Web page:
It’s been an intense first week on my PULSE assignment. I started in the Australian Programs department of Save the Children Australia (SCA)* on Monday. I have been tasked with helping the Strategy and Growth group with governance, operating model and business systems improvements. The timing of my arrival couldn’t have been any better. There was a 3 day face-to-face senior management team meeting on Tuesday – Thursday. This allowed me to meet the Australia Programs (AP) leadership team, including state managers and national team members (see photo below); and to participate in their strategy refocus and planning sessions. This was the first meeting with the new Director of Australia Programs and new Head of Strategy and Growth. Tuesday was a steep learning day for me, with the new faces, different subject matter and new terminology followed by a work dinner, which included the CEO. My brain was frizzled by the time I got home. The following days were less intense, with better understanding gained from repetition of concepts and terms. The senior management team meeting provided me a great opportunity to learn about the ways of working within the Australian Programs team and with other departments and to participate in developing the future strategy.
I wasn’t exactly sure of what I was getting myself in for when I signed up for my PULSE assignment. I had visions of living and working in a developing country with vastly different working conditions. Being at the head office of Save the Children Australia is not too dissimilar those I am accustomed to at GlaxoSmithKline. The office area is an open plan design, where you can sit anywhere depending on what time you arrive in the morning. I have found a stand-up desk near a window, which should provide me some level of incentive to arrive early into the office. There were even surprise bonuses such as 2 monitor screens per desk, a kitchen with crockery and cutlery, free tea/coffee and fruit, meditation classes and bring your kids or dogs to work.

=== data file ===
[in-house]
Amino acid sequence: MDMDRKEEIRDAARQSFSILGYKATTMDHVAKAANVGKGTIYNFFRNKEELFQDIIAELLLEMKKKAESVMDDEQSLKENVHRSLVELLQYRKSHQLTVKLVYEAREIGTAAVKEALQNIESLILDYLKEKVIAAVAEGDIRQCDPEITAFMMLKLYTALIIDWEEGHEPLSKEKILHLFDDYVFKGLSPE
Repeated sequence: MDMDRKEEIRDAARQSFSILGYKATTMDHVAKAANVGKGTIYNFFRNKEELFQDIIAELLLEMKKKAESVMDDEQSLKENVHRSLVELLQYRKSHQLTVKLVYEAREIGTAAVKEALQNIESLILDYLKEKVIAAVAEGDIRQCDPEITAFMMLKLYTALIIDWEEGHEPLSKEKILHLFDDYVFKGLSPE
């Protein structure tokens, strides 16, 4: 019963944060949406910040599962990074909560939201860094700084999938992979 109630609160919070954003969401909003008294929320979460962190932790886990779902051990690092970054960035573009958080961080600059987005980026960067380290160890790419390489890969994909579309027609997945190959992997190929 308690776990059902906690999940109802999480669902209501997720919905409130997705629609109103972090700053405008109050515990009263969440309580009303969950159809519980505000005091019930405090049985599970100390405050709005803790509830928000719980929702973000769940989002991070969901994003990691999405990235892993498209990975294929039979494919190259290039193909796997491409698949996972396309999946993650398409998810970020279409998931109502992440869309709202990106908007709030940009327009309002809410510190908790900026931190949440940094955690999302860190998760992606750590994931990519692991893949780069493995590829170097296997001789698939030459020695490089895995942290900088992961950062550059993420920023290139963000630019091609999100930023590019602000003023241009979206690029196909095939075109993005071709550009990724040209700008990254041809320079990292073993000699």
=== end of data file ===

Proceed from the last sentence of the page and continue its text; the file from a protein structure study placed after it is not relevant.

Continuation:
Everyone has been very friendly and welcoming. I’d been introduced to the CEO three times already by Tuesday evening. Everyone is so passionate and knowledgeable about social justice issues, which is a little intimidating but also provides an opportunity for learning. Meetings are started with an acknowledgment to the traditional owners of the lands throughout Australia and respects are made to elders past and present. There is a concerted avoidance of using labels and I am sure that I will naively say something offensive; if I haven’t done so already (I apologize in advance).
The most striking observation this week was how corporate the working environment was Save the Children Australia. It surprised me how similar it was to GSK. There appears to be many meetings and a high usage of white poster paper and post-it notes, especially in the senior management team meeting. Also, there were a high number of acronyms used, which I am still trying to learn.
By Friday, I was overwhelmed and ready for the weekend. To decompress, I watched “Paris Can Wait” (romantic comedy), found a yoga class on Saturday morning, visited the Victoria Market to buy some fruits and vegetables, had dinner with my mother and caught up with a friend to see the football, where the mighty Tigers had a surprise win against the Giants. Would it be amazing if this was the year that the Tigers could pull it off and actually perform well in the finals?
Next week is where the rubber meets the road – when I need to identify specific objectives for my 6 month assignment at Save the Children Australia.
Save the Children is a global organization consisting of 30 member organizations, an umbrella organization (Save the Children International) and Country / Regional Offices. Save the Children Australia is a member organization, which provides direct services and programs to Australia, Papua New Guinea, Solomon Islands and Vanuatu; and supports international programs to non-member countries on behalf of Save the Children International.
From the 2016 annual report, Save the Children Australia supported 165 programs in 24 countries. The Australian Programs department has over 600 employees and supported 96 programs, in more than 200 sites within Australia (see main picture for map), working directly with over 25,000 children and adults to create positive, long-term change in areas of education, health and protection.